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Teach Spelling as a Problem-Solving Skill – Just Like Maths

Why do we consistently give children the answer when working with words when we would never dream of doing so with numbers, asks Laura Dobson...

How often have you said something like, “My children always score 10/10 in a spelling test but they never apply it to their writing.” Or, “I correct their spelling mistakes for them.” Maybe, “Children ask me how to spell a word – it’s just easier to tell them.” Perhaps, “We get the children to sound it out, but they still get it wrong.”

In maths lessons, we consistently expect children to problem-solve; it would be inconceivable to just give them the answer. It should be the same process when children are learning to spell.

The English language is a complex one. We have 26 letters in our alphabet and 44 phonemes (single sounds).

If every sound was represented by the same letters, spelling would be much simpler. Instead, we have around 250 ways of spelling the 44 sounds – we call these the graphemes.

Various letters can make the same sound, such as the /j/ sound in jug; bridge and giant. And just to make matters worse, often the same letters are used to make different sounds as in low and cow.

Revision is necessary

Teachers set aside time each week to teach spelling and often do this well. The curriculum, however, only details when learning should be introduced, not when it should be practised and revised, and these two elements are essential for a successful spelling curriculum.

By the end of Y2, most common grapheme/phoneme correspondences will have been introduced.

However, just because a child has been taught that the /oo/ sound in moon can be written as oo (moon), ew (screw), ue (blue), u_e (flute) and oe (shoe) does not mean they will know which spelling to select when writing.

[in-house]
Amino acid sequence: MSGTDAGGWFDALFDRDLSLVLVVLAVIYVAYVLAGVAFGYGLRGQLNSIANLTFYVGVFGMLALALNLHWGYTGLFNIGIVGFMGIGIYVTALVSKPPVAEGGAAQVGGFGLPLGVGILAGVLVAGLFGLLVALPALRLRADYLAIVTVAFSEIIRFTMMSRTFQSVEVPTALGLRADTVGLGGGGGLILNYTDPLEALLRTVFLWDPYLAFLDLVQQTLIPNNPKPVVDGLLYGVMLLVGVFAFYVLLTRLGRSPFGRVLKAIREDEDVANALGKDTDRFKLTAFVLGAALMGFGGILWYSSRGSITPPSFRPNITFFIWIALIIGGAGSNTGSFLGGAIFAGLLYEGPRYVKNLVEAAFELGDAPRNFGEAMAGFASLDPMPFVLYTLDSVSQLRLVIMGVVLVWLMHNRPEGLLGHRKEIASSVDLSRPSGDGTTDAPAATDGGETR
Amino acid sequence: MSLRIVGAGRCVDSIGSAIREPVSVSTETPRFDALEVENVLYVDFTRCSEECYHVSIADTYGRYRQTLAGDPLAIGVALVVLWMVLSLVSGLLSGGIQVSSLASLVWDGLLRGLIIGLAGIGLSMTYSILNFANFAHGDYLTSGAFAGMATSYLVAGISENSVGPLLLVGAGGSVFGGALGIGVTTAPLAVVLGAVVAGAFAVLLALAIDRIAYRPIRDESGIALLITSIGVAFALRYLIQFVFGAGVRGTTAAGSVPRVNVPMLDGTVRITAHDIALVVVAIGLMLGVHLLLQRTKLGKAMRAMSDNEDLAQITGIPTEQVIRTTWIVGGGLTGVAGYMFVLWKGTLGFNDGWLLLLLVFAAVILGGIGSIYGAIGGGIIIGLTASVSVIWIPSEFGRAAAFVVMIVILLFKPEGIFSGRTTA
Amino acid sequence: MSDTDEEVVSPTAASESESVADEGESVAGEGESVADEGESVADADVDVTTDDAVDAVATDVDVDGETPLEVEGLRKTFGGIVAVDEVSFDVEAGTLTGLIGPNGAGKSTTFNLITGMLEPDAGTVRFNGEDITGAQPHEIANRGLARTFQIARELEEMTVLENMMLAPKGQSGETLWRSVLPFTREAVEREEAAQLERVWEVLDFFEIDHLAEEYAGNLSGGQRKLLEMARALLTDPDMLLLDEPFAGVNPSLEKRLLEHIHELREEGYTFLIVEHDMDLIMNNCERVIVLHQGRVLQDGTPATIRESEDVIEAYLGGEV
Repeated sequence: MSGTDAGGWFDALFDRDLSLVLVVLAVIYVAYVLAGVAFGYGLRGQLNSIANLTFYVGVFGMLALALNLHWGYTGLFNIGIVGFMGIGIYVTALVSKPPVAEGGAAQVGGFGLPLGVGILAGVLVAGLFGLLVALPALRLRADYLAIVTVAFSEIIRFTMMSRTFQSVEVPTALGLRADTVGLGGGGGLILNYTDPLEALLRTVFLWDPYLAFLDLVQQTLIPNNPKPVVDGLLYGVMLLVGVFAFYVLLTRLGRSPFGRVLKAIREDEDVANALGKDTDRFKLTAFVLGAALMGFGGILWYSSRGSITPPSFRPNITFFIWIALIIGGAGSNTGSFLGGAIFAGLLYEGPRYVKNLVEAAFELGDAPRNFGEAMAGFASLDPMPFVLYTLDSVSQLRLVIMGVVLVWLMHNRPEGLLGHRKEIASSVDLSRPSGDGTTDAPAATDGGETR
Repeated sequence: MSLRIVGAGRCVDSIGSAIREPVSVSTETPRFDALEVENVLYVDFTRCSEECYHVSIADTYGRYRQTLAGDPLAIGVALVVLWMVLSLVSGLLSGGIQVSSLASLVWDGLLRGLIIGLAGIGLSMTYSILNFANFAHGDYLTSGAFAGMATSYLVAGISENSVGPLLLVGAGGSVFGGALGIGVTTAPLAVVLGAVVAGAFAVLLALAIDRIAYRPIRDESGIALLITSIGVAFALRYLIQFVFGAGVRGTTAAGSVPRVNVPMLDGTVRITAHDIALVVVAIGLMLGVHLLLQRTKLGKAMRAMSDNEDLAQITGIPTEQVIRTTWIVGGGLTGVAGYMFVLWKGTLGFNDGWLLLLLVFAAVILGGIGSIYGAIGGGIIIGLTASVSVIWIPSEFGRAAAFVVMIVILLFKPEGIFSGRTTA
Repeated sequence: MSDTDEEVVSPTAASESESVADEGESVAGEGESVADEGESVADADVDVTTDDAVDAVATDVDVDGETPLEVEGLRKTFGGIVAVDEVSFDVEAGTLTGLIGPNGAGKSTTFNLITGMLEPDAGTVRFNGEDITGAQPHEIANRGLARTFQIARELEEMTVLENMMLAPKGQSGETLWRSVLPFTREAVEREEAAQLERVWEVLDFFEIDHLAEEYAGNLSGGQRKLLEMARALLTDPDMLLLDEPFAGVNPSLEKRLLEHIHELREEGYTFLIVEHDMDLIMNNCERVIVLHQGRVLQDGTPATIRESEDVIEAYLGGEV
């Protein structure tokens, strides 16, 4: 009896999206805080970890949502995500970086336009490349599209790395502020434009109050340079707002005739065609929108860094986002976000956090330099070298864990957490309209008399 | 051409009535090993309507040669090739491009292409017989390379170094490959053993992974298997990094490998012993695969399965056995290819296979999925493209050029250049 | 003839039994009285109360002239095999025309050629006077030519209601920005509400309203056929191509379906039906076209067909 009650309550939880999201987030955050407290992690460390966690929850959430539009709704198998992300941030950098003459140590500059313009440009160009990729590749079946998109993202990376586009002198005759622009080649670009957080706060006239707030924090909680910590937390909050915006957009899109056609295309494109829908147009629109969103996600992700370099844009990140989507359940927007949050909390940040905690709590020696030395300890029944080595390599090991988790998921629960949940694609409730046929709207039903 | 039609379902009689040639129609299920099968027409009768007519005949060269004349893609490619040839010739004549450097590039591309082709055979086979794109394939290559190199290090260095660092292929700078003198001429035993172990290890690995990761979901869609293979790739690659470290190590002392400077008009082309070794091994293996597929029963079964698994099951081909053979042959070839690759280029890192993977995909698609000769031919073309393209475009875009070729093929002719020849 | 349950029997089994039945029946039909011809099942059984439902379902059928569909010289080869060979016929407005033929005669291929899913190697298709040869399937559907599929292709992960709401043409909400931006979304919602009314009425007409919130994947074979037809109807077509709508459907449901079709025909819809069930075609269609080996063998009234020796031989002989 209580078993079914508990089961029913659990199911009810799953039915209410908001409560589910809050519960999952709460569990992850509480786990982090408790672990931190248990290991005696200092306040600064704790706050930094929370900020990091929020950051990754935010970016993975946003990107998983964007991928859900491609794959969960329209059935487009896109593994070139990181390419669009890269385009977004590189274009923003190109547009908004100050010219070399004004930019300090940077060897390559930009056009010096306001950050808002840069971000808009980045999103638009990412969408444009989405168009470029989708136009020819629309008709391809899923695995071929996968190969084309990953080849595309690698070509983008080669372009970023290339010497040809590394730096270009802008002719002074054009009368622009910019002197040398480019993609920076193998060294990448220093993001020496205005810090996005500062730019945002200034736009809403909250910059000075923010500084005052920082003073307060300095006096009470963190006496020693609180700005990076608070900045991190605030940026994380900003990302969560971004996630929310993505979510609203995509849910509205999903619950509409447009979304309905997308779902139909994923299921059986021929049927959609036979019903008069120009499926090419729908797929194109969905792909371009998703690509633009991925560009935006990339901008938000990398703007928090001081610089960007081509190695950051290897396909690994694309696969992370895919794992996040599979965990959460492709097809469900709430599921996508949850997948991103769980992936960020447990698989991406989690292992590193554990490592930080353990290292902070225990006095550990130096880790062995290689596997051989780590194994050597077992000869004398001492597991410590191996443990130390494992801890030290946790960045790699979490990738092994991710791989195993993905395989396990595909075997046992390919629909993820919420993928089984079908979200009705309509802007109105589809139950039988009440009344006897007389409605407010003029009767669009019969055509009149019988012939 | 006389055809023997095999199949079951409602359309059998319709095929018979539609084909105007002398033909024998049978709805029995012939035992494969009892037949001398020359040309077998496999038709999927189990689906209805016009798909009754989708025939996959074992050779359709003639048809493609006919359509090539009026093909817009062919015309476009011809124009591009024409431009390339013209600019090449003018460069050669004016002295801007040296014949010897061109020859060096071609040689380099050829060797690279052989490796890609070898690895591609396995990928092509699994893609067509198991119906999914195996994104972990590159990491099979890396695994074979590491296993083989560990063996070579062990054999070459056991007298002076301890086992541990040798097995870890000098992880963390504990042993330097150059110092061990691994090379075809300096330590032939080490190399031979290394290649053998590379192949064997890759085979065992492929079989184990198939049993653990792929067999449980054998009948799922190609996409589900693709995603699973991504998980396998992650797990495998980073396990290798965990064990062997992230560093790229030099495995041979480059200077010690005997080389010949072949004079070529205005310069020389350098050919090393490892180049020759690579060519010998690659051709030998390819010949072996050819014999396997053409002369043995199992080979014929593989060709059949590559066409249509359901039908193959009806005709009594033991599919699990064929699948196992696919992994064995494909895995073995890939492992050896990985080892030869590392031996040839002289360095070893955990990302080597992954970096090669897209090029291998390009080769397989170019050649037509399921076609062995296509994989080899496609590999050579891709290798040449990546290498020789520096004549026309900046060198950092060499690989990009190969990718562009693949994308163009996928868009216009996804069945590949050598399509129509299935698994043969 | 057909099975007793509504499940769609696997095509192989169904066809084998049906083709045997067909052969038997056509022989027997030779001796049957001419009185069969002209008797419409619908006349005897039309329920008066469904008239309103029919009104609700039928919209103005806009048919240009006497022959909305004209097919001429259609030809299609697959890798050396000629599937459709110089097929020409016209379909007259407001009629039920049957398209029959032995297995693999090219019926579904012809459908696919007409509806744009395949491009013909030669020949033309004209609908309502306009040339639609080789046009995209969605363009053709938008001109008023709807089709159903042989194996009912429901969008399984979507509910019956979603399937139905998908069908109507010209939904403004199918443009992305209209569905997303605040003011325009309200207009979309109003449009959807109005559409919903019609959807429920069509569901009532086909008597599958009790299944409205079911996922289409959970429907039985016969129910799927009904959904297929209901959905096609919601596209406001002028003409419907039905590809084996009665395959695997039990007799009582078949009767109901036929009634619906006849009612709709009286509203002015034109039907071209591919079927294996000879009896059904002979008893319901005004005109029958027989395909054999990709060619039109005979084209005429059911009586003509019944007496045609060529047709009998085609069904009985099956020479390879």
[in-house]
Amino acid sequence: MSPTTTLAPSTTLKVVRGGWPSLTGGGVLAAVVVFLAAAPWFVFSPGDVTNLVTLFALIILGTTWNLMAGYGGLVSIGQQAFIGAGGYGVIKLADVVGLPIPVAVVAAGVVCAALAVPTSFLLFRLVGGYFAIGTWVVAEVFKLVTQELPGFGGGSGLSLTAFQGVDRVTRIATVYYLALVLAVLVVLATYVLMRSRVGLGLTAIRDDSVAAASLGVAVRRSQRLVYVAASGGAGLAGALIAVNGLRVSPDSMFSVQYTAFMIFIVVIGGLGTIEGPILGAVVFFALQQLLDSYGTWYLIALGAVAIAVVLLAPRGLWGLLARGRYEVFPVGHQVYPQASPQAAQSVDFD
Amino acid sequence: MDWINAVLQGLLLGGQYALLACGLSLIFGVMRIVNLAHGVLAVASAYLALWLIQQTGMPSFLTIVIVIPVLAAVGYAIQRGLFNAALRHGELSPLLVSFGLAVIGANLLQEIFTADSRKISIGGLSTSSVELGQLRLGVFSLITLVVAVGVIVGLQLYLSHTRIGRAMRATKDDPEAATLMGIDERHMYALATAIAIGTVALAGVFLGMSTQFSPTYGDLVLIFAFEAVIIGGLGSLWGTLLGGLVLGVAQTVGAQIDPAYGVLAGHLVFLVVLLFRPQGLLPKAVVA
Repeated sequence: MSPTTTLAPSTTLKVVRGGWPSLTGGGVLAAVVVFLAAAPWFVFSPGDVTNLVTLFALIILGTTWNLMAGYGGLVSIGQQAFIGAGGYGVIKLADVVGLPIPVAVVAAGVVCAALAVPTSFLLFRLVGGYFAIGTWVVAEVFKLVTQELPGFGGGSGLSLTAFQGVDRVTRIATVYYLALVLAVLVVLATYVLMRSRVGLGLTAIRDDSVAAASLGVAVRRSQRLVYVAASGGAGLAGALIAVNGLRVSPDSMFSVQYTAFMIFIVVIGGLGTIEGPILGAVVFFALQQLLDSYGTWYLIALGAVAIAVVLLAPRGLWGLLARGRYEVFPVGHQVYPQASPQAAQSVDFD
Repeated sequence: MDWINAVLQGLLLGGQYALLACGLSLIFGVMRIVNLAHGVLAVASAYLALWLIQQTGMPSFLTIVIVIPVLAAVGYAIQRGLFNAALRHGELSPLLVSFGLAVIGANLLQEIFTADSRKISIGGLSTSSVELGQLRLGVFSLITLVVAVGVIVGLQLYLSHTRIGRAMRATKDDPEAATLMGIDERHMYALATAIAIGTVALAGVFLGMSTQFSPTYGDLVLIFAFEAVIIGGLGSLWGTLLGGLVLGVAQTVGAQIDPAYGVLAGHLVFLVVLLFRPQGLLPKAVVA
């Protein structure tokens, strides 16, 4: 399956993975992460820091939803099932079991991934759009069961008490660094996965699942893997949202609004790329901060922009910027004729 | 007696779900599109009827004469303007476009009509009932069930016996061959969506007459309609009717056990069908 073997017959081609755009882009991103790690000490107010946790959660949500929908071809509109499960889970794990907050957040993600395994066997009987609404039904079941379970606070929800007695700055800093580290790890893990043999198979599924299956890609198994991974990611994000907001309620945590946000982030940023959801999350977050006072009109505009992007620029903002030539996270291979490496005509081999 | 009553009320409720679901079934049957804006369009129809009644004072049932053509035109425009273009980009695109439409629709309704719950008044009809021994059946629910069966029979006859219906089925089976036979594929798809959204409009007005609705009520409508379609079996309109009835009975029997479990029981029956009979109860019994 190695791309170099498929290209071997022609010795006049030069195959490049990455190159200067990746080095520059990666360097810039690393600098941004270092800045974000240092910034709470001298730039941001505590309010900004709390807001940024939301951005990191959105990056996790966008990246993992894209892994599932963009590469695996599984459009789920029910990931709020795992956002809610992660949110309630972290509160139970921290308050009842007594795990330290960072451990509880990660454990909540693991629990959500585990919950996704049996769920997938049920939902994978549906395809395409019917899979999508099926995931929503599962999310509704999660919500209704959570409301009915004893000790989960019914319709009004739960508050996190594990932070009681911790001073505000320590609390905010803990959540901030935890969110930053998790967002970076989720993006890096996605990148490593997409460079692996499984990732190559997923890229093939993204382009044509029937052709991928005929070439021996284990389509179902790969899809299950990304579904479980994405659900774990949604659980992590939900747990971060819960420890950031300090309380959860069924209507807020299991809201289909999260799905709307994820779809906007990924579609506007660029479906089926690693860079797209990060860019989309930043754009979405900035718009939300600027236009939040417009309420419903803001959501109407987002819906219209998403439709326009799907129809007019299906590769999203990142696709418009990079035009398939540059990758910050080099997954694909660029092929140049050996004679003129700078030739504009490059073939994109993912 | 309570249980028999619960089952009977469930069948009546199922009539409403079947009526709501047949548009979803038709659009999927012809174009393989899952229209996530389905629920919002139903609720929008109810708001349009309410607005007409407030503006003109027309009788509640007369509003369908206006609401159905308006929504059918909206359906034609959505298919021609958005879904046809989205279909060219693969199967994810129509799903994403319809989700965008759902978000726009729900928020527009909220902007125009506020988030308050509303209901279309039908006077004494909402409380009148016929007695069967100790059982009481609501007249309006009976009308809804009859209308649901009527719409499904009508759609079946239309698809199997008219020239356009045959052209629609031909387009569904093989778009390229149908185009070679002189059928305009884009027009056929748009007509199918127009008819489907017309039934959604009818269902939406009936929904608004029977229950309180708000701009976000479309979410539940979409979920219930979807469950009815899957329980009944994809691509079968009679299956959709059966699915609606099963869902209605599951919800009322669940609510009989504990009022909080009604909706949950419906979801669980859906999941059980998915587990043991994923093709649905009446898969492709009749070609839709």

And what happens if they want to write fruit, which contains a rare grapheme not yet taught?

In order to know which rules and patterns to revise, carry out a miscue analysis from a child’s writing that is typical of errors made in your class.

Group the errors under headings (for example, incorrect grapheme choice; difficulty adding suffixes; common exception word, and so on). This should help identify which rules and patterns need to be revised.

For children to want to correct spelling, they must understand why it matters. And the reason it matters is so another person can read and understand it.

In order to ensure spelling does not hamper creativity, ensure children know which hat they are wearing.

At the first stage they are authors who need to focus on composition – what do you want to say to your audience?

As an editor, they need to check they have said it correctly, so it makes sense. It is when they are wearing the hat of a proof-reader that they need brain space to problem-solve their spelling.

Depending on their age, misspellings may have been identified but do not correct them. Instead, provide them with the time and resources to problem-solve.

Resources

Provide children with a space to try out alternative spellings. Limit their attempts to three – more than this and nothing looks correct.

When trying out different spelling possibilities, a grapheme/phoneme correspondence chart is excellent as it reminds them of alternative ways of writing sounds. Ask them which one looks right and get them to write down their best guess.